Capital taxes following separation, divorce or dissolution
When spouses or civil partners decide to separate and the separation is likely to be permanent, it can affect the way they are taxed.
Here we explain the implications for separating married couples or civil partners. For information about cohabiting couples who are separating, read about Taxation of cohabiting couples.
Capital Gains Tax
Capital Gains Tax (CGT) is a tax charged on the capital gain (profit) made on the disposal of any asset. The difference between the price you paid for the asset and the price you sold it for is considered taxable income.
Disposing of an asset does not just refer to the sale of an asset for money. It includes gifting it, exchanging it or getting compensation or insurance for it. The person making the disposal pays the tax.
Transfers of assets between spouses or civil partners are exempt from CGT. Transfers of assets between spouses or civil partners who are separated are also exempt from CGT if the transfer is made under a separation agreement or a court order.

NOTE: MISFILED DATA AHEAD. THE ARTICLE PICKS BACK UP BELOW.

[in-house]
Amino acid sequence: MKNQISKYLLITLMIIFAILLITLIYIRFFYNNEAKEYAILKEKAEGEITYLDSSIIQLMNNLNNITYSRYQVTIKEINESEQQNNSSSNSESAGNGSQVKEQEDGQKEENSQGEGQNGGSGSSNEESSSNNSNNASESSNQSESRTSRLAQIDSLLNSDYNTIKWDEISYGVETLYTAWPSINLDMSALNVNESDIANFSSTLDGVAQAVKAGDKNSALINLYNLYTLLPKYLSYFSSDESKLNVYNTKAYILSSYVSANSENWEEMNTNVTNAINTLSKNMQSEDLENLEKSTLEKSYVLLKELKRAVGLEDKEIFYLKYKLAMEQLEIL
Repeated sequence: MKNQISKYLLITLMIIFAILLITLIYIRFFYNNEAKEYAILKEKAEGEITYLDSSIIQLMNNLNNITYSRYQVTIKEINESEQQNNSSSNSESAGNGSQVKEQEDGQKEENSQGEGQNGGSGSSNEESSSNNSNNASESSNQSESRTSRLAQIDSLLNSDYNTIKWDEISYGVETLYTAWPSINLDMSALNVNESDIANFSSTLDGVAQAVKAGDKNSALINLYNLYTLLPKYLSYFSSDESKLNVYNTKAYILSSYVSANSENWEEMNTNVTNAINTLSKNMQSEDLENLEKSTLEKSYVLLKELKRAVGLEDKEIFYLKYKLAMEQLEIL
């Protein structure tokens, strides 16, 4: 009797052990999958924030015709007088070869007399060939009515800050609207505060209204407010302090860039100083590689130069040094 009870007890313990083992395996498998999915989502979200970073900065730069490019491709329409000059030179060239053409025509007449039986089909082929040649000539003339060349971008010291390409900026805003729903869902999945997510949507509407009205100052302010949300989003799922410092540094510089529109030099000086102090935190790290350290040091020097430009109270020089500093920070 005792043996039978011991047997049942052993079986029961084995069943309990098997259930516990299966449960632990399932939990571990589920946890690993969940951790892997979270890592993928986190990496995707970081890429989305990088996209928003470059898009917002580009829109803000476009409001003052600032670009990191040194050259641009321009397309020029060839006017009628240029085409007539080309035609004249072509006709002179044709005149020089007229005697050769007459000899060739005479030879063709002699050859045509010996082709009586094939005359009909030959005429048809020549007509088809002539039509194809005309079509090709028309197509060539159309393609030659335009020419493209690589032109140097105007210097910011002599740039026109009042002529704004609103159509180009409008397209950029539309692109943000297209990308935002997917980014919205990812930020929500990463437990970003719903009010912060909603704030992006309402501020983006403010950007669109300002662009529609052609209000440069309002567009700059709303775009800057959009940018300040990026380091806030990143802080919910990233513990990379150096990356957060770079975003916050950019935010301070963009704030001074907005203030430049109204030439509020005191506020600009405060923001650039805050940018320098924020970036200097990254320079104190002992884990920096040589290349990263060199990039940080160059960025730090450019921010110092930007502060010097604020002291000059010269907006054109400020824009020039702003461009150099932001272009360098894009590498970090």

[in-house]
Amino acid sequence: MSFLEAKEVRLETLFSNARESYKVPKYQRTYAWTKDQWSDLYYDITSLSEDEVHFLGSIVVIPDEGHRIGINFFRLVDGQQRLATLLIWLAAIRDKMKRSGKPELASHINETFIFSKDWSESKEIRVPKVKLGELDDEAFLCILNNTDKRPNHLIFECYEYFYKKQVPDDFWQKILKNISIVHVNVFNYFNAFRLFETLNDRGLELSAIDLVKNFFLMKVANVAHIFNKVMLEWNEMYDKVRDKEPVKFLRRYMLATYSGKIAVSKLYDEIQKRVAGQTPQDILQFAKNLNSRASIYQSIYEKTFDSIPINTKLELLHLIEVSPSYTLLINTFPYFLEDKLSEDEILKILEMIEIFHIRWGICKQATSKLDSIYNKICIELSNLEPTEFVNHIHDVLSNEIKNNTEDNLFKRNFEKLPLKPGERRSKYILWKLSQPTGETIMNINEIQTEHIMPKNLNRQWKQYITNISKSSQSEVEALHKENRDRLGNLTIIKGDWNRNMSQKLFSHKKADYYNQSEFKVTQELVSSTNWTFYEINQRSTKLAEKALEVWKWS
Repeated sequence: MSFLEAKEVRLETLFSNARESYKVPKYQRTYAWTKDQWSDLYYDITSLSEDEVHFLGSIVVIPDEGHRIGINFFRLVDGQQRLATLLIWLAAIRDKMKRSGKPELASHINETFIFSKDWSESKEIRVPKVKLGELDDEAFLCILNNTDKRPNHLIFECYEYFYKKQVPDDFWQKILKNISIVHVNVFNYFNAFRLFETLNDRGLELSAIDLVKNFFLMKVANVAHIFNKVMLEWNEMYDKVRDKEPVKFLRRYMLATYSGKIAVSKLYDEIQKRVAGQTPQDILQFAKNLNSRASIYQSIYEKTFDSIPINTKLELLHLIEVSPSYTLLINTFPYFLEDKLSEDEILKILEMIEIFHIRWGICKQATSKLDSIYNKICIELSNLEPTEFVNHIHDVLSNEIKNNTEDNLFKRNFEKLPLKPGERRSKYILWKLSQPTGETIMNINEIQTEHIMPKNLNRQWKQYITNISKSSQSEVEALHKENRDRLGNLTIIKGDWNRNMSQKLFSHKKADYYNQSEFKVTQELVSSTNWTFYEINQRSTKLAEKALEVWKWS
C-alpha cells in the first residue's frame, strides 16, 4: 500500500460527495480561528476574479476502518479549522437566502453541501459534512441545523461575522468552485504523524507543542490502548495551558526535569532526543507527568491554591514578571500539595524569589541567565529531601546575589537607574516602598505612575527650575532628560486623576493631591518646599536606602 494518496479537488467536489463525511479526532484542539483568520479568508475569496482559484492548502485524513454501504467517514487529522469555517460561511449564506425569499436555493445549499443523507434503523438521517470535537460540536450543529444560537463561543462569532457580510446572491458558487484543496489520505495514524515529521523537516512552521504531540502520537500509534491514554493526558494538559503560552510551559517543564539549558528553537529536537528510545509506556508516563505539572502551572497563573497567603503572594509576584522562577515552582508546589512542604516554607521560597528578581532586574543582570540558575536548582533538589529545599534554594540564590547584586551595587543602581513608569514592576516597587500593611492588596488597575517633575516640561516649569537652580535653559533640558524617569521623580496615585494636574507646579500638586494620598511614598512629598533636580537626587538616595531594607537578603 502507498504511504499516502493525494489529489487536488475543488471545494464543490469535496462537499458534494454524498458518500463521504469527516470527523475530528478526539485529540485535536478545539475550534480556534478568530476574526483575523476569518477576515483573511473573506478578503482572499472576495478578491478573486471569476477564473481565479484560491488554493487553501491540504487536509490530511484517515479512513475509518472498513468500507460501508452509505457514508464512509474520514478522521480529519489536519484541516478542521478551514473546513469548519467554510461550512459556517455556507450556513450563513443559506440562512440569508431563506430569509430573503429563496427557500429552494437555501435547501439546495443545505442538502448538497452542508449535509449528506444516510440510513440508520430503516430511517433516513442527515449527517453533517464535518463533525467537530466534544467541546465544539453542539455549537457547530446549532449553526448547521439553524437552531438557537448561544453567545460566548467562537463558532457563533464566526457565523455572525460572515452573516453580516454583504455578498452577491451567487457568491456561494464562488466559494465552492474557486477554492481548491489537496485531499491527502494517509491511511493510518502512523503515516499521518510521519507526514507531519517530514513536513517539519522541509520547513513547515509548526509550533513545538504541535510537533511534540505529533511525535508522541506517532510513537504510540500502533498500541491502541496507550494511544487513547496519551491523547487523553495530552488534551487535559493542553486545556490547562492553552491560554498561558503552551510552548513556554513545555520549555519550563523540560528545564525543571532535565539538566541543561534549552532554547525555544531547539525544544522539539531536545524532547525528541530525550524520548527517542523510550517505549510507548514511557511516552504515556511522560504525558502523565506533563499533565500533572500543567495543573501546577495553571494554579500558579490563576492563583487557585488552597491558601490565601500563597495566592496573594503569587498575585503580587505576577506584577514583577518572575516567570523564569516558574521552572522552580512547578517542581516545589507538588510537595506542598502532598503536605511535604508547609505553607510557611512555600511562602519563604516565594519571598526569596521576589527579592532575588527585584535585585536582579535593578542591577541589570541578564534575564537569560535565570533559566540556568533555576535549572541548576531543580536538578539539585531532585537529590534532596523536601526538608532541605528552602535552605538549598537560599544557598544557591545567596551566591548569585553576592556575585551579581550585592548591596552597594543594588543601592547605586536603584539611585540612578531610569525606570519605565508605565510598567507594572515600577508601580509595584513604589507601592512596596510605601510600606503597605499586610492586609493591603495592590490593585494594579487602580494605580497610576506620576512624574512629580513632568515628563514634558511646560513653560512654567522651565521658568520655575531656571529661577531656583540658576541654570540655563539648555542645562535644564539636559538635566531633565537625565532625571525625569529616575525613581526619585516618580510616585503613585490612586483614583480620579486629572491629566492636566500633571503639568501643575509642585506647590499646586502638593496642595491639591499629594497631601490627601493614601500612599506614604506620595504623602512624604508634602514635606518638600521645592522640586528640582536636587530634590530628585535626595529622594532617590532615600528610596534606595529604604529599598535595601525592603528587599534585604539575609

Transfers of assets between spouses or civil partners following a court order in a decree of divorce or decree of dissolution are also exempt from CGT. Transfers after the granting of a decree are not exempt if they are not ordered by the court.
Separating couples should seek specialist tax advice before entering into arrangements that have Capital Gains Tax implications.
Capital Acquisitions Tax
Capital Acquisitions Tax (CAT) is a tax on gifts and inheritances. The person receiving the gift or inheritance pays the tax. The tax is paid on the open market value of the asset being received.
Transfers of assets between spouses or civil partners, whether by way of gift or inheritance, are exempt from CAT. Separation does not affect this exemption but divorce or dissolution does.
CAT does not apply to a property transfer, ordered by a court, between separated or divorced marriage partners.
Separating couples should seek specialist tax advice before entering into arrangements that have Capital Acquisitions Tax implications.
Stamp duty is a tax that is most often associated with the transfer of property, whether by gift or sale.
Transfers of property between spouses or civil partners are exempt from stamp duty.
If spouses or civil partners are separated or divorced, transfers of property which are ordered by a court are exempt from stamp duty.
You can read more about capital taxes following separation, divorce and civil annulment on Revenue's website.
Where to apply